3. In Affinity Designer, pressing ↑ and ↓ (with or without ⇧) in a numerical field increments or decreases the value. This works everywhere but some type-related fields, such as Font Size and Paragraph Leading. Is this a bug, or is it expected behaviour? And if it is expected, what is the rationale behind it?
  4. In the following gif, I keep toggling between the outline view and pixel view modes. Notice the wrong behaviour for single lines with no colours. Lines with more than two points work correctly, but straight lines with no styling simply disappear when in outline mode.
  5. After more than 18 months CTS is cured and tons of sketches have piled up. Happy to use Affinity again :)
  6. In Affinity Designer 1.4.2, the Export Persona only exports PNG, no matter what format is selected in the "export options" dialog.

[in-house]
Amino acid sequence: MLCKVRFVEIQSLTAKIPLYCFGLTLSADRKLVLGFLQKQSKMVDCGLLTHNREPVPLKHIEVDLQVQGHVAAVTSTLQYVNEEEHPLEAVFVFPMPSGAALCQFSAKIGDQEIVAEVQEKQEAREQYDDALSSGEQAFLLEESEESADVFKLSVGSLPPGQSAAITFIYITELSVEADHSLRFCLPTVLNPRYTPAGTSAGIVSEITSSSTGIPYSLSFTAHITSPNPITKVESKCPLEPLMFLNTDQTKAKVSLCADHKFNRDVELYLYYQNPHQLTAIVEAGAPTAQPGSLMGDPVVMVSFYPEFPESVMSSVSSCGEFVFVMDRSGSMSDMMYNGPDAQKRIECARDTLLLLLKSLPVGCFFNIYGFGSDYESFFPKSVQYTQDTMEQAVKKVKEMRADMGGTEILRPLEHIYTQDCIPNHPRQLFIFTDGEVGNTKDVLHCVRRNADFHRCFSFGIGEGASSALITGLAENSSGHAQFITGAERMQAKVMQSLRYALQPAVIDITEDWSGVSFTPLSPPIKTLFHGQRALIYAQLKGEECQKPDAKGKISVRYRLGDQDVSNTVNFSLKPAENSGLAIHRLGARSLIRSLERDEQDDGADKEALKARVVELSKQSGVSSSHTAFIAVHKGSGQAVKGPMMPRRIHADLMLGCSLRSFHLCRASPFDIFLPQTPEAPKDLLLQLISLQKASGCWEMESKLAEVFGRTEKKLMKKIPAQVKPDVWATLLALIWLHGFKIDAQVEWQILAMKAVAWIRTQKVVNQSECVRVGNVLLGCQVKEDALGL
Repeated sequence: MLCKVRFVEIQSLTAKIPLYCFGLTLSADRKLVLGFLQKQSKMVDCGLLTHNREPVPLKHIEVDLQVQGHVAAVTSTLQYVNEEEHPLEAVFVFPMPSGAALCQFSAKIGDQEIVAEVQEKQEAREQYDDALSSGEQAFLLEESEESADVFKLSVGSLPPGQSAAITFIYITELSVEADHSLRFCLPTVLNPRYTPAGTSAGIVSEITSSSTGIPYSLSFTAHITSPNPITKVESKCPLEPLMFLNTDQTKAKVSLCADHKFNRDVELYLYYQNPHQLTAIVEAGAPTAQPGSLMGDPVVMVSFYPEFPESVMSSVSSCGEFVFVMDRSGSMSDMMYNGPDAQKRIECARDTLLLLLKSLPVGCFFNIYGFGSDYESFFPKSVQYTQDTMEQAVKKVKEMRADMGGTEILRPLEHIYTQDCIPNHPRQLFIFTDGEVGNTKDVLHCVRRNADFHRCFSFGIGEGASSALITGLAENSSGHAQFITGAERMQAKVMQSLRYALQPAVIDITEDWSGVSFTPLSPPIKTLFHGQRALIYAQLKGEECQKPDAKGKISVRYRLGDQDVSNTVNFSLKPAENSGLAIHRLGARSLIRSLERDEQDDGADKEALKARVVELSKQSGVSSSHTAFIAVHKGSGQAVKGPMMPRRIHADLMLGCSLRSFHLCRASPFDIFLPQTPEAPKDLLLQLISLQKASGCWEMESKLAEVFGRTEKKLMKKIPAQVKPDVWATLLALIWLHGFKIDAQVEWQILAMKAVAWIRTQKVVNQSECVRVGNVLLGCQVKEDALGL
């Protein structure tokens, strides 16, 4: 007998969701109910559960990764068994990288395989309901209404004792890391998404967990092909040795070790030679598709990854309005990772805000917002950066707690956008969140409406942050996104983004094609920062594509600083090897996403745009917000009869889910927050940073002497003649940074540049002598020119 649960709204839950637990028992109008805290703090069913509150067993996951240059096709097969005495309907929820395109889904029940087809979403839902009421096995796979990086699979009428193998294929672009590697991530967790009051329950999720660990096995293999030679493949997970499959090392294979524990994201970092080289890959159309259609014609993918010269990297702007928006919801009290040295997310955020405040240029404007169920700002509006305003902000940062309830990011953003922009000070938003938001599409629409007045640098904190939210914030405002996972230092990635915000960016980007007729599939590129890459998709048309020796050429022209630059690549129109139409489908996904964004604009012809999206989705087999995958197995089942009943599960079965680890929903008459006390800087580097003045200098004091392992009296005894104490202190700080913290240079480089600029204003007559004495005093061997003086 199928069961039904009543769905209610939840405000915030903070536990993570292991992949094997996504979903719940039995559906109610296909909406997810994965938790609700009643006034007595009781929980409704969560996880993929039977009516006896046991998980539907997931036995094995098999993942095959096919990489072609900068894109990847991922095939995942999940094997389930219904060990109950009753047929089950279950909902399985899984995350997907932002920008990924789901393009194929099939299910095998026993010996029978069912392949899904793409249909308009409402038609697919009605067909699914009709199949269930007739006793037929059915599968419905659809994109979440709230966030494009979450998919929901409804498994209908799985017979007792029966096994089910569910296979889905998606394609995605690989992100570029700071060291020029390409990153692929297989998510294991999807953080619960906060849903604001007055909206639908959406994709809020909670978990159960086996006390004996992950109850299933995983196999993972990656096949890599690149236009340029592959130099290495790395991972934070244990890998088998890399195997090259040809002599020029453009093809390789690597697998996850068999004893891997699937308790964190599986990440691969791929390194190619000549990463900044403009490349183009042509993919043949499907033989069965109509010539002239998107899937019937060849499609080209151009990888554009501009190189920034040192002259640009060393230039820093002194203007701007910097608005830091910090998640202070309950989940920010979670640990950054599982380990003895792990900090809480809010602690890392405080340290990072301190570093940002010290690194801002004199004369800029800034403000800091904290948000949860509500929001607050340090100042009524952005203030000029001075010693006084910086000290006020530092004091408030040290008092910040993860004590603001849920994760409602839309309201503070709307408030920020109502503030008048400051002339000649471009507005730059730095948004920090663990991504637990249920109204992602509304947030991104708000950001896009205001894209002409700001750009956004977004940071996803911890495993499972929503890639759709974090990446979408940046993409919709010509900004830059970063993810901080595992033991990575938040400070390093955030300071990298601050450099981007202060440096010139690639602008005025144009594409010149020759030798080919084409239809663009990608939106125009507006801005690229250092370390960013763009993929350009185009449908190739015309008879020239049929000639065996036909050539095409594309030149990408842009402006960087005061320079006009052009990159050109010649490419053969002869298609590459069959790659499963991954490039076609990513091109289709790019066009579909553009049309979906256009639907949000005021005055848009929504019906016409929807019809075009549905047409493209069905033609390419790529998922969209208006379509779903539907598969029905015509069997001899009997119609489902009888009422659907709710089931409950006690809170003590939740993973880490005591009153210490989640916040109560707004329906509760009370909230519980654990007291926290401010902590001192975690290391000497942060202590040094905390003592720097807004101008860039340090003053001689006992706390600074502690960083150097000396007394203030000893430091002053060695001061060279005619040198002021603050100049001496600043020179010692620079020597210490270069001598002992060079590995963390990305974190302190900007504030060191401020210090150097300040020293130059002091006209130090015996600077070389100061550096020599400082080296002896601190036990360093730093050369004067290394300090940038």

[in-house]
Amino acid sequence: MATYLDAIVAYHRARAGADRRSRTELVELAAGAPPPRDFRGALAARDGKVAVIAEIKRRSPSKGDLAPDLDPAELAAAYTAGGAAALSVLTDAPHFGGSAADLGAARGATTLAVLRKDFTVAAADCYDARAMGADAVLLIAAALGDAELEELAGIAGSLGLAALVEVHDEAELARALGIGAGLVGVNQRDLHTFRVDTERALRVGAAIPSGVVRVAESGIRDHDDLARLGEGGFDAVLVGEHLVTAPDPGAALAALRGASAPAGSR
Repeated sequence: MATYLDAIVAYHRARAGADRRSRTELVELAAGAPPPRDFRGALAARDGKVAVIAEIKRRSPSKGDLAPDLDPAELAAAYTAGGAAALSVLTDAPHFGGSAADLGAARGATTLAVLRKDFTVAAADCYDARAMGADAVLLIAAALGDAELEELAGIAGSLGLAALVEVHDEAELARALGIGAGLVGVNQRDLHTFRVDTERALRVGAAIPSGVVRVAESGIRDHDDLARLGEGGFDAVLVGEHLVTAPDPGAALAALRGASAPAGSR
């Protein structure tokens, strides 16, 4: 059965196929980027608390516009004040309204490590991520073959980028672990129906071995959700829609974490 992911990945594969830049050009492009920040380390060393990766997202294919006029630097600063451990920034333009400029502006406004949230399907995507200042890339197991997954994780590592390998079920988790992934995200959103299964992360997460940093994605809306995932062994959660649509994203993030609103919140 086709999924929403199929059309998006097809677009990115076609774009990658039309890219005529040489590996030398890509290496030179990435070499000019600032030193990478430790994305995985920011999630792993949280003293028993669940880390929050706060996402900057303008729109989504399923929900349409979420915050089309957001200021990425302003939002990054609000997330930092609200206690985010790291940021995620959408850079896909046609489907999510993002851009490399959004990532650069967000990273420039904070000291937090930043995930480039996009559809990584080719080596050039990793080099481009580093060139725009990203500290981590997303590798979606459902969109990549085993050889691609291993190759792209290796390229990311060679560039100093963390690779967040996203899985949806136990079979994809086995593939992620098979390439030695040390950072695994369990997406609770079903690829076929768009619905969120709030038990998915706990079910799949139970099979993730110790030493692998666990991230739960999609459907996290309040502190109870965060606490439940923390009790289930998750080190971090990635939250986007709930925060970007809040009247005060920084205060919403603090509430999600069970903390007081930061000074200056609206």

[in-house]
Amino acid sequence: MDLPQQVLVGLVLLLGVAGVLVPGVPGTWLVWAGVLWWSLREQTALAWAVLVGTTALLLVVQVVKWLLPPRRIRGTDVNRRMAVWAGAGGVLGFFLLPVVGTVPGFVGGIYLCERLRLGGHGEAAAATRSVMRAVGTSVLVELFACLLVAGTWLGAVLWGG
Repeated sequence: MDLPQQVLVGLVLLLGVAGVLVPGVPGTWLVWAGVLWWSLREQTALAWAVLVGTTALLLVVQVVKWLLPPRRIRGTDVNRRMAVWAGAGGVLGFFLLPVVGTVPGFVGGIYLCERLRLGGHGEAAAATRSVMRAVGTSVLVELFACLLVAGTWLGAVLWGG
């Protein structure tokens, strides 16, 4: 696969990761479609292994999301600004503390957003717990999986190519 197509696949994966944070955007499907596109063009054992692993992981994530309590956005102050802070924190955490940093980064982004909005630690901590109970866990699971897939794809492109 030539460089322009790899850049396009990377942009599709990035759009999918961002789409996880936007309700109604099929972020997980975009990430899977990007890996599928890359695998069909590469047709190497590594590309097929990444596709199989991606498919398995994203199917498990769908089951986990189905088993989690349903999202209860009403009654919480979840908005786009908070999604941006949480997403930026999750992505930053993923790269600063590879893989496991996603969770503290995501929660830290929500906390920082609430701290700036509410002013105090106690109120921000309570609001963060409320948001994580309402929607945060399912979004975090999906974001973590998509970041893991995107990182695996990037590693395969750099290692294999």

7. Transform only shows one decimal place but it can have more, which means we can never trust its numbers. I’ve drawn two rectangles. They are identical in every way (size, position, stroke width) except stroke color. I’ll make my point with width, but it happens with every other field as well (X, Y, W, H). Let’s start by making red 7.98mm wide. Wait, it made it 8mm? That’s not what I wanted, but alright, I guess I can live with that. Lets make green 8mm wide, then. You can already start to see the beginning of the problem. red is in fact 7.98mm just like we asked, but Affinity Designer completely hides that from us. Imagine you’re working with shapes you drew earlier and you want to check how wide they are. That is impossible, as there is no way to know their real size. That alone makes Affinity Designer unsuitable for any kind of job that takes precision, but it gets worse. To make sense of this mess, lets at least try to make both rectangles the same size. Select them both, and set them to 7.8mm. You’ve got to be kidding me. So we can’t even resize them at the same time, and they’ll weirdly take their proportions which are invisible to the user into account? Lets try something stupid: just select the width field and press ↩ It worked, which in this case actually makes the case even more of a mess. This is a problem that has been going on ever since the first beta, way before Affinity Designer was first released on the Mac App Store. Although here I’ve only tackled Transform, Affinity Designer’s precision is absolute garbage in many more areas. Expand Stroke is another example of a feature that does not work even slightly well (makes way too many points), and Boolean Operations, though getting better (they were absolutely unusable for a long while, even after a few stable releases) are still lacking. Once more I’ll reinforce the notion that the Transform panel absolutely cannot be trusted for even the slightest needs of precision. Having one decimal point (and in some cases none, as when 7.98mm became 8mm) isn’t ideal, but it is inexcusable that a Pro app with such behaviour does not at least give the user a hint that a value is not what it really says. At the very least there must be some indication that a value isn’t exactly what is shown. It does not matter what, but something.